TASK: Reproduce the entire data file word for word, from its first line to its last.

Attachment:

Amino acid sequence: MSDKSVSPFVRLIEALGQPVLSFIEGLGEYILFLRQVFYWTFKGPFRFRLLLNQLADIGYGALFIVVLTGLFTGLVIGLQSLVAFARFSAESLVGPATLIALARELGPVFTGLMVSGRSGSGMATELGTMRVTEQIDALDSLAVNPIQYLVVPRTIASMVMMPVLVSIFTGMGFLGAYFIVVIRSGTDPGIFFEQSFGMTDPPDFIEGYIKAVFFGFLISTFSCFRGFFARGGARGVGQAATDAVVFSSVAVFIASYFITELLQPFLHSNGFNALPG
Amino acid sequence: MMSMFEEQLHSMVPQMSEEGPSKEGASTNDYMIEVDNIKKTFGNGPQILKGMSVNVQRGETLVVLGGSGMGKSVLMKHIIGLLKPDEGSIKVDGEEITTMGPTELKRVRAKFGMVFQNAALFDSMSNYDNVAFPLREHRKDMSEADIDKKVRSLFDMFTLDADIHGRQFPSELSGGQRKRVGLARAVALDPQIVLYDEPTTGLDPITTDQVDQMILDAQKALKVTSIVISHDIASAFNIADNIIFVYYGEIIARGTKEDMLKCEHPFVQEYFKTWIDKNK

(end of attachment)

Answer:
Amino acid sequence: MSDKSVSPFVRLIEALGQPVLSFIEGLGEYILFLRQVFYWTFKGPFRFRLLLNQLADIGYGALFIVVLTGLFTGLVIGLQSLVAFARFSAESLVGPATLIALARELGPVFTGLMVSGRSGSGMATELGTMRVTEQIDALDSLAVNPIQYLVVPRTIASMVMMPVLVSIFTGMGFLGAYFIVVIRSGTDPGIFFEQSFGMTDPPDFIEGYIKAVFFGFLISTFSCFRGFFARGGARGVGQAATDAVVFSSVAVFIASYFITELLQPFLHSNGFNALPG
Amino acid sequence: MMSMFEEQLHSMVPQMSEEGPSKEGASTNDYMIEVDNIKKTFGNGPQILKGMSVNVQRGETLVVLGGSGMGKSVLMKHIIGLLKPDEGSIKVDGEEITTMGPTELKRVRAKFGMVFQNAALFDSMSNYDNVAFPLREHRKDMSEADIDKKVRSLFDMFTLDADIHGRQFPSELSGGQRKRVGLARAVALDPQIVLYDEPTTGLDPITTDQVDQMILDAQKALKVTSIVISHDIASAFNIADNIIFVYYGEIIARGTKEDMLKCEHPFVQEYFKTWIDKNK